Southeast Asian parliamentarians called on the leaders of the Southeast Asian Nations to use this week’s ASEAN Summit to take concrete actions to resolve the disastrous situation in Myanmar, including by immediately engaging with the National Unity Government (NUG).
“We’re soon approaching one year since the Myanmar military conducted its coup and launched unspeakable violence and terror against the people, and devastated millions of lives,” said Charles Santiago, chair of Association of Southeast Asian Nations (ASEAN) Parliamentarians for Human Rights (APHR) and a Malaysian Member of Parliament (MP).
APHR is encouraged by ASEAN’s decision to exclude coup leader Min Aung Hlaing from attending this week’s ASEAN Summit, citing a lack of progress on the Five-Point Consensus on Myanmar agreed in April, but called for much more to be done.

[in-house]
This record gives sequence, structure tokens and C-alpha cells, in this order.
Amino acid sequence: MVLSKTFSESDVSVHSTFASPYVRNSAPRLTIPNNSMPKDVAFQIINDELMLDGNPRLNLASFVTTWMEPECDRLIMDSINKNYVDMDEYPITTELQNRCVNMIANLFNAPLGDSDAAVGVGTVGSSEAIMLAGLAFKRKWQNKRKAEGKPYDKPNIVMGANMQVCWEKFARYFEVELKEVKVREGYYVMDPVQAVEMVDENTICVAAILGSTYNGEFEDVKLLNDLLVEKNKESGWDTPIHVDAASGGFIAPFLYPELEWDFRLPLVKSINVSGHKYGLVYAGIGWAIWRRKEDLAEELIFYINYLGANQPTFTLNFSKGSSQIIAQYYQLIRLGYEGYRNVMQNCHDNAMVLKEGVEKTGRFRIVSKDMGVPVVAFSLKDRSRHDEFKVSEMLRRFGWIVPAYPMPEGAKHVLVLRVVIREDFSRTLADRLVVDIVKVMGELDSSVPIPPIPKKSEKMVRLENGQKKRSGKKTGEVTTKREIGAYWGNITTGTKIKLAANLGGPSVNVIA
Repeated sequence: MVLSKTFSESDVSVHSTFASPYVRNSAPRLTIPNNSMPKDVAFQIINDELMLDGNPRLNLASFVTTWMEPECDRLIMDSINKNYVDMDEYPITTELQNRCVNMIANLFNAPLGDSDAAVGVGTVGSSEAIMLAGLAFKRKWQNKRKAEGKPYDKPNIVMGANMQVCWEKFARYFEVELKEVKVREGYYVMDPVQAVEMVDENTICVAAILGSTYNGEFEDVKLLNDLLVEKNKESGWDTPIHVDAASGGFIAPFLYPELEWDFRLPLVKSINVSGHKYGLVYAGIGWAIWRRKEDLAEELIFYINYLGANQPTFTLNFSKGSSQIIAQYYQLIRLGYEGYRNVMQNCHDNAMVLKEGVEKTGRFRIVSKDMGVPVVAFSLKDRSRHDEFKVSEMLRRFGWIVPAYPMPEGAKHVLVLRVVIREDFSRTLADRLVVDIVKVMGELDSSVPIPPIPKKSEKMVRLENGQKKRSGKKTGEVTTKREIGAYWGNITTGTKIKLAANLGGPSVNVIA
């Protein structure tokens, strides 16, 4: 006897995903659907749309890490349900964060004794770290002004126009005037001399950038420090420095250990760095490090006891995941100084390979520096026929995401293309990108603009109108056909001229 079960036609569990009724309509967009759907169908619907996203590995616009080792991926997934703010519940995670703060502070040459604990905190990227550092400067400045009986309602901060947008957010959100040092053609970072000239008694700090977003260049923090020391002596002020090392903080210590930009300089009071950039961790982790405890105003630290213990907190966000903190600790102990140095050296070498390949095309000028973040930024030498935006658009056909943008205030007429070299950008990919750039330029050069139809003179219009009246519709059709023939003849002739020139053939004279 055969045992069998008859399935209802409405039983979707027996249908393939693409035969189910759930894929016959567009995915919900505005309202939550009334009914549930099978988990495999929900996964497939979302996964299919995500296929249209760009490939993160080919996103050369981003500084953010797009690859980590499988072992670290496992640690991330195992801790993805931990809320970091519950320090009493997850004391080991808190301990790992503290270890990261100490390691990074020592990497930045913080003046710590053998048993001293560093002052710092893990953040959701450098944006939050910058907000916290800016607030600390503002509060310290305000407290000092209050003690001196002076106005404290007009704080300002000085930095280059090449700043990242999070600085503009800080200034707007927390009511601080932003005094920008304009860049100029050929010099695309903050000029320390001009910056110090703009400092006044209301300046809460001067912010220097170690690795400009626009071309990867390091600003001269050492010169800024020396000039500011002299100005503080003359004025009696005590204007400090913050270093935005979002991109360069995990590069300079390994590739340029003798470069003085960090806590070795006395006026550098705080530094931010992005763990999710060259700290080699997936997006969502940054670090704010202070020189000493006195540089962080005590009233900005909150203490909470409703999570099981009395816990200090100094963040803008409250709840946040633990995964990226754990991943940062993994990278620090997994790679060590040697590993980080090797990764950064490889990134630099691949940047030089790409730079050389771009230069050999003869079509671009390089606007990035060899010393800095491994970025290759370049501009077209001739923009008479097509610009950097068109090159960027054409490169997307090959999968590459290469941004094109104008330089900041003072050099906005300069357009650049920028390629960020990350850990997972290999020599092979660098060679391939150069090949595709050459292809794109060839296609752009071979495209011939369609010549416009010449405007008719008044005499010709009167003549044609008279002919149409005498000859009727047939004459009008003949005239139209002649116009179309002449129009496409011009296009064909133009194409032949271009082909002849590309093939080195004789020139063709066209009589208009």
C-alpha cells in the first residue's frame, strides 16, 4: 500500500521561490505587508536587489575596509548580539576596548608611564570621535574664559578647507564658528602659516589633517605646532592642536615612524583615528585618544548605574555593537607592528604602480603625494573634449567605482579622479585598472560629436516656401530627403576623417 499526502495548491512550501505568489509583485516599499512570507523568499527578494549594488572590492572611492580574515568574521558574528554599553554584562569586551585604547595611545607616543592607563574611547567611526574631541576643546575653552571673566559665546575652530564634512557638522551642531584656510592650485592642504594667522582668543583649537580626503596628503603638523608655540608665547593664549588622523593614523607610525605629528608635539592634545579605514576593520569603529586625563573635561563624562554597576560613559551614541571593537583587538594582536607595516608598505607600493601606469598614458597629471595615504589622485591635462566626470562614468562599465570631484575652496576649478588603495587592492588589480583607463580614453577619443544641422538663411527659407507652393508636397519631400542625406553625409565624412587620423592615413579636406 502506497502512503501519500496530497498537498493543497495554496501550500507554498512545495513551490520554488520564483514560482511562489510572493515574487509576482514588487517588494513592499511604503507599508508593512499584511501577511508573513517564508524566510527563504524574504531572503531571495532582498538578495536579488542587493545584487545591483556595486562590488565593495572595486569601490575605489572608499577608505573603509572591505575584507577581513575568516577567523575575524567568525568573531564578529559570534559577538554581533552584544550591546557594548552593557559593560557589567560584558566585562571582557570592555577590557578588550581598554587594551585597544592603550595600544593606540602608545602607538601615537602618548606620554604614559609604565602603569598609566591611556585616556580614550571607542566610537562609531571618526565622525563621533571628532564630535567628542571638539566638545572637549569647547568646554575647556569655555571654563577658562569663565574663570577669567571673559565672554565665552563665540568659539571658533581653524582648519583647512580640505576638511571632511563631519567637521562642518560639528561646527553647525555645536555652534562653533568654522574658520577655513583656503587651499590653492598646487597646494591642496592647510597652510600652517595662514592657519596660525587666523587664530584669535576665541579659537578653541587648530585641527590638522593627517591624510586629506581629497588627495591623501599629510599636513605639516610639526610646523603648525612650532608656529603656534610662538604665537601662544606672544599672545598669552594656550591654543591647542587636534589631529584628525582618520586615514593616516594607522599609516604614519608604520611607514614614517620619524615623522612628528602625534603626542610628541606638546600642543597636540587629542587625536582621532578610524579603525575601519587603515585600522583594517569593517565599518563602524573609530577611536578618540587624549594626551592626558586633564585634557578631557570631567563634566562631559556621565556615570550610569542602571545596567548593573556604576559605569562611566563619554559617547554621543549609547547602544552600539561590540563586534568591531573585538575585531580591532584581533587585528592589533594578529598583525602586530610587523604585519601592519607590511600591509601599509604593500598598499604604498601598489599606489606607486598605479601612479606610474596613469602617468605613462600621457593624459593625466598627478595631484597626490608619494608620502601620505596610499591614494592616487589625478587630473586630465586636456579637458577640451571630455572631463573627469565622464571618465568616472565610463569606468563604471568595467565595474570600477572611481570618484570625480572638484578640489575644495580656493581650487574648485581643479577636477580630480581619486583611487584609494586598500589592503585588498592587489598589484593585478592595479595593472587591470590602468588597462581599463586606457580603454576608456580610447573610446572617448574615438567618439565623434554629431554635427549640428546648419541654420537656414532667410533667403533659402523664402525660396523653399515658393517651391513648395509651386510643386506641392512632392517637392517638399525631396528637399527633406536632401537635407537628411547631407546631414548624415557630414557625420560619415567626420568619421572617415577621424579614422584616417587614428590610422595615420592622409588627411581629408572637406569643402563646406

“We recognize that ASEAN took a major step in disinviting Min Aung Hlaing and letting him know that his toying with them doesn’t come free of consequences. Now our regional leaders must use this unprecedented opportunity to step up their response even further, and make real progress on putting Myanmar back on the democratic path. First and foremost, ASEAN must meet officially and publicly with representatives of the duly elected NUG.” said Santiago in a statement on Tuesday.
ASEAN’s credibility depends on its ability to act decisively and bring the Myanmar military junta to end its relentless campaign of violence against the people of Myanmar, APHR said. In particular, it must hold the Myanmar military to the Five-Point Consensus agreed between the leaders of nine ASEAN Member States and Min Aung Hlaing in April.
Further, ASEAN must discontinue inviting any other junta representatives to all ASEAN official meetings until there is an end to violence, all political prisoners are freed, and the will of the people for fully-fledged democracy has been heard, the group said.
ASEAN member states, in particular Thailand, must also be supported by the region and ASEAN Dialogue partners to respond to the movement of refugees in a way that respects human rights, including by providing humanitarian assistance and by allowing those fleeing Myanmar to seek asylum, APHR said.